The America Invents Act (formerly The Patent Reform
Bill) was passed by the United States Senate on 8 March 2011.
Although similar patent reforms have previously failed to gain the
full backing of Congress, many commentators are predicting that
this incarnation will be passed into law in the near future.
If passed, the Act will constitute the largest patent reform
measures introduced in the United States since the 1952 Patent Act.
Amongst a myriad of changes proposed in the Act are the:
Adoption of a first-to-file patent system.
Introduction of a new opposition procedure for recently granted
Provisions for third parties submissions during
New fee setting authority for the patent office.
1. First-to-file patent system
The most anticipated aspect of the America Invents Act is the
introduction of new provisions for novelty and obviousness. The
proposed amendments will bring the US largely into line with the
rest of the world by adopting a 'first-to-file' patent
system. The novelty and obviousness provisions passed by Senate
have the effect of:
eliminating the advantage that US filed provisional
applications currently have over applications claiming foreign
priority (such as a New Zealand provisional application)
simplifying prior art determination when considering the
validity of a US patent (although there are still some
complications around prior disclosure rights)
establishing a global novelty standard for prior art
introducing advantages for formal joint research
These changes are largely beneficial for foreign applicants as
they remove some of the advantages their US counterparts enjoy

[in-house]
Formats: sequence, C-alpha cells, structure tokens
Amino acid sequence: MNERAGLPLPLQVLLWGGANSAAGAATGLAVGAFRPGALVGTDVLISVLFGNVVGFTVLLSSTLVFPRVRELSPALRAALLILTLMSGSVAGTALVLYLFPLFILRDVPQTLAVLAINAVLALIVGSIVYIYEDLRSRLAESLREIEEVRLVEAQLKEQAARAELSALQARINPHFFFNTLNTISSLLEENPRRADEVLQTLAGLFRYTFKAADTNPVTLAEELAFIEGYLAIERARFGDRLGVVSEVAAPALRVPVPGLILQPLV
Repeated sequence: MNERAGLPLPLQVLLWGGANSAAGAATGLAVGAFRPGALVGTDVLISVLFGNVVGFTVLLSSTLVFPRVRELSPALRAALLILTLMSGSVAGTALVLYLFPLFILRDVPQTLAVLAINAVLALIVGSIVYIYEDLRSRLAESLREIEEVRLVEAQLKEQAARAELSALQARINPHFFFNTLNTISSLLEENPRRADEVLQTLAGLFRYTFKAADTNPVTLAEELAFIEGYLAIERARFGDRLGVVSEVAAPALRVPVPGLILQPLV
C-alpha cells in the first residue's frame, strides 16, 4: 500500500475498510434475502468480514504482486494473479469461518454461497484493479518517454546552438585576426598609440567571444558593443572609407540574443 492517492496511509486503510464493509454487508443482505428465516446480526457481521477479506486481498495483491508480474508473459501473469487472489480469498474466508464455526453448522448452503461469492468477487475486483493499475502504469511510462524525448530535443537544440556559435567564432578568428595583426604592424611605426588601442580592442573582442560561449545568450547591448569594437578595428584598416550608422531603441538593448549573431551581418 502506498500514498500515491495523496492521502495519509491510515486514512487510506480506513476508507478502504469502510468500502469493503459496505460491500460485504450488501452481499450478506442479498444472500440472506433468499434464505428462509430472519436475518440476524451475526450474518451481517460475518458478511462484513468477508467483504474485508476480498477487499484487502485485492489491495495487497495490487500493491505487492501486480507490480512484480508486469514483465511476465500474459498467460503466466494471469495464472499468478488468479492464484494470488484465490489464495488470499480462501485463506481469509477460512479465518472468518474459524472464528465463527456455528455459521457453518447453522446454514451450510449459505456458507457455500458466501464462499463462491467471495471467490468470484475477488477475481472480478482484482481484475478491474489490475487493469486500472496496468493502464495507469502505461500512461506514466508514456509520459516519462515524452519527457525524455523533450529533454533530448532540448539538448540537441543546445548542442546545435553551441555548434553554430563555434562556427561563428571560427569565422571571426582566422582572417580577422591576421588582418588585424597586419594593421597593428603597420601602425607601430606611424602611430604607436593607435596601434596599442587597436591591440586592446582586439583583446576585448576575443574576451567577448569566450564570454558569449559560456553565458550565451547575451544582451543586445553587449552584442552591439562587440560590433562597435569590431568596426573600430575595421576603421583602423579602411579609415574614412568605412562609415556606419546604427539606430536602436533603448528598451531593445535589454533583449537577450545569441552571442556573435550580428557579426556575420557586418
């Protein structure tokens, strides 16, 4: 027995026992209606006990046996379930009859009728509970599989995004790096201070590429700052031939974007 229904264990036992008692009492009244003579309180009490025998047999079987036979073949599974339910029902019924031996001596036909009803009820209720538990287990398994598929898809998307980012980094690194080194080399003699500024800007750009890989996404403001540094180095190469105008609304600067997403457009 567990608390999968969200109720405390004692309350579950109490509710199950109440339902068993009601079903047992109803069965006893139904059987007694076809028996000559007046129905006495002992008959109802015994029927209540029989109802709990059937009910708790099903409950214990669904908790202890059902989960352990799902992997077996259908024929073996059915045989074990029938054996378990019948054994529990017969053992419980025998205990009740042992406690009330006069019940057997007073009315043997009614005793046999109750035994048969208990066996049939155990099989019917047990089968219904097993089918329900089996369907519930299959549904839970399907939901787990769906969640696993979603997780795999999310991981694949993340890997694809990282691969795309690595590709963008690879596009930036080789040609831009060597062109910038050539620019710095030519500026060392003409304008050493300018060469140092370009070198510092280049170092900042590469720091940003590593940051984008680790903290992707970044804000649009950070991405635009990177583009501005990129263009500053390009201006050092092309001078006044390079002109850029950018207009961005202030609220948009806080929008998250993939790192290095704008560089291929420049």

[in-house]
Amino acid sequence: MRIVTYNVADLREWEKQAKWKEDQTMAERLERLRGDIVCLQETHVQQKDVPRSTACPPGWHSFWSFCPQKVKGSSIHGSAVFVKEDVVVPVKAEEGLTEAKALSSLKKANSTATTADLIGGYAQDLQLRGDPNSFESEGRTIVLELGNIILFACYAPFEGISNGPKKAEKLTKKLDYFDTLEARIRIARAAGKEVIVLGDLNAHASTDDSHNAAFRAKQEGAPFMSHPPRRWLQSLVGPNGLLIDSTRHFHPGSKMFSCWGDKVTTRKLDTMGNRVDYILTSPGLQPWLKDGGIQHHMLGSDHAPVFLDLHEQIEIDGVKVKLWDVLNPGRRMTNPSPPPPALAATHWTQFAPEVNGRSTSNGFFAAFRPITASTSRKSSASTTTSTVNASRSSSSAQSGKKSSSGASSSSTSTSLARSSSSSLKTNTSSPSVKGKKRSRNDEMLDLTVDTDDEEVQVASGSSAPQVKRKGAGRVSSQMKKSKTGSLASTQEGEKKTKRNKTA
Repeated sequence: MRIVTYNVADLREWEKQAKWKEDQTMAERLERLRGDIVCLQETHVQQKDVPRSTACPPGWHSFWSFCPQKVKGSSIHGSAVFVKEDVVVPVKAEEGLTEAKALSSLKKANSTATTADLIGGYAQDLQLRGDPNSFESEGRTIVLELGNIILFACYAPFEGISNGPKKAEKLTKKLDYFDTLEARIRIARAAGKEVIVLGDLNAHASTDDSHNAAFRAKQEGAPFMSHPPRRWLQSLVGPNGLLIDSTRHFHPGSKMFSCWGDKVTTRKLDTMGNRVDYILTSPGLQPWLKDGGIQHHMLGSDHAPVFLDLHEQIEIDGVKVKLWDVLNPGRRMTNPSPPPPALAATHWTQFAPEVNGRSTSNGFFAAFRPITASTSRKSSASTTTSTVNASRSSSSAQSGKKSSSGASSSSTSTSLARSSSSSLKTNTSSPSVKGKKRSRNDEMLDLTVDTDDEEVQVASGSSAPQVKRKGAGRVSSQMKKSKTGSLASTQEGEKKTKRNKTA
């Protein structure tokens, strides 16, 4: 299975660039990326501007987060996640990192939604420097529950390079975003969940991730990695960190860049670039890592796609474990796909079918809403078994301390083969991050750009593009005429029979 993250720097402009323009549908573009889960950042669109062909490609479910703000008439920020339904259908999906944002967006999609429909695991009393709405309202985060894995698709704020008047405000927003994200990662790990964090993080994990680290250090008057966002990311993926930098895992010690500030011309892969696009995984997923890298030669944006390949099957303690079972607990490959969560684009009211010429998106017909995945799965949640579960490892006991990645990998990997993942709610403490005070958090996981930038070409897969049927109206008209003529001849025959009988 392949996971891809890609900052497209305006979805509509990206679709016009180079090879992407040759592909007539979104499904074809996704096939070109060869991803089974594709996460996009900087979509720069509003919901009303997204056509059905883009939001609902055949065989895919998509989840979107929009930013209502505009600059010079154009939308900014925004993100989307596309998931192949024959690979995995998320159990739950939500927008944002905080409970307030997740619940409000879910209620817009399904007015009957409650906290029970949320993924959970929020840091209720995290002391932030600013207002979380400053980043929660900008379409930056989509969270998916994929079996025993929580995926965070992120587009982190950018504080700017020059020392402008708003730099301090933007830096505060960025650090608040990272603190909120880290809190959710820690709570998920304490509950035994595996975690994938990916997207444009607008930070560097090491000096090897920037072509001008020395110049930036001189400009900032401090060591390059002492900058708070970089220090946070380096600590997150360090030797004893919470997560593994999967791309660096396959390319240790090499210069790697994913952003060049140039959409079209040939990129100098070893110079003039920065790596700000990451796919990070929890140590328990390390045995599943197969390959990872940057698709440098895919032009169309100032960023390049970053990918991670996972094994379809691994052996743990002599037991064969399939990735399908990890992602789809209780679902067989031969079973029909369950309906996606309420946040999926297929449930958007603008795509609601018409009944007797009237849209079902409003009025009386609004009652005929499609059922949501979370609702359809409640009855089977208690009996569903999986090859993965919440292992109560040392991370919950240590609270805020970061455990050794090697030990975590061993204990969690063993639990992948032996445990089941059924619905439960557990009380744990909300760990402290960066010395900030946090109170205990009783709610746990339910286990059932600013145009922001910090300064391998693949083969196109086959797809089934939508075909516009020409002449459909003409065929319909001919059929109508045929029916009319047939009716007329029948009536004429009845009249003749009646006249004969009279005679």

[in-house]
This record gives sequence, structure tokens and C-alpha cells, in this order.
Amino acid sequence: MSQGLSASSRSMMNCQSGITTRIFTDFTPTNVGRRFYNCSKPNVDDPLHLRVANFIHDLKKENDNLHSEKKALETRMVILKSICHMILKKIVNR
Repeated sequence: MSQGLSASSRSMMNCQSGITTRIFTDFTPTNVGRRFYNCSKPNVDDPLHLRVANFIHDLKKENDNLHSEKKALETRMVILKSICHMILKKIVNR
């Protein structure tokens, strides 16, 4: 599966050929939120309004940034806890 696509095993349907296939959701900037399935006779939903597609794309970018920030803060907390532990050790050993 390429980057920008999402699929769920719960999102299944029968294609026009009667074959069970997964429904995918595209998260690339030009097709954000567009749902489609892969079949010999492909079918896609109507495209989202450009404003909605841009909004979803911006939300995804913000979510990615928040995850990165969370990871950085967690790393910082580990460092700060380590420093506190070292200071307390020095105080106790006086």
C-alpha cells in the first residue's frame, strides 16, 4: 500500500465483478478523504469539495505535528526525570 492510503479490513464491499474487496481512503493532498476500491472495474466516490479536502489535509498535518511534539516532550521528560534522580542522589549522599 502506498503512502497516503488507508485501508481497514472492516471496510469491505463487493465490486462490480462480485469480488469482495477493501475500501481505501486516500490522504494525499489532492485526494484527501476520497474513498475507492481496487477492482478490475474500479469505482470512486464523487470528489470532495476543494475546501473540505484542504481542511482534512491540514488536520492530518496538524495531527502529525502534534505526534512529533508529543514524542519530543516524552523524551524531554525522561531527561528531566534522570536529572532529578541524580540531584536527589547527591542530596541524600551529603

under the current legislation.
2. New post grant opposition procedure
If the Act is passed into law, the ability to challenge a
recently granted patent before the patent office will improve with
the introduction of a new post grant review procedure. The proposed
procedure allows third parties to initiate a review within nine
months of grant. A patent may be challenged on any of the grounds
available under regular pre-grant examination, providing greater
flexibility than the current re-examination procedure.
Some of the additional grounds for invalidating a patent under
the proposed post grant review include inadequate written
description or enablement, inutility and prior use of the invention
by a third party.
3. Third party submissions during examination
The new Act also increases the influence that third parties can
have on the examination of US patent applications. Under the
proposed changes, third parties will be able to submit printed
publications directly to the patent office for consideration by the
examiner. Any party submitting a publication to the patent office
will also have the opportunity to make written submission on the
patentability of the application.
4. Patent office fee setting authority
While many of the proposed changes aim to simplify the US patent
system and reduce uncertainty, any reduction in attorney costs is
likely to be matched by an increase in official fees levied by the
patent office under new provisions that grant the patent office
greater fee setting authority.
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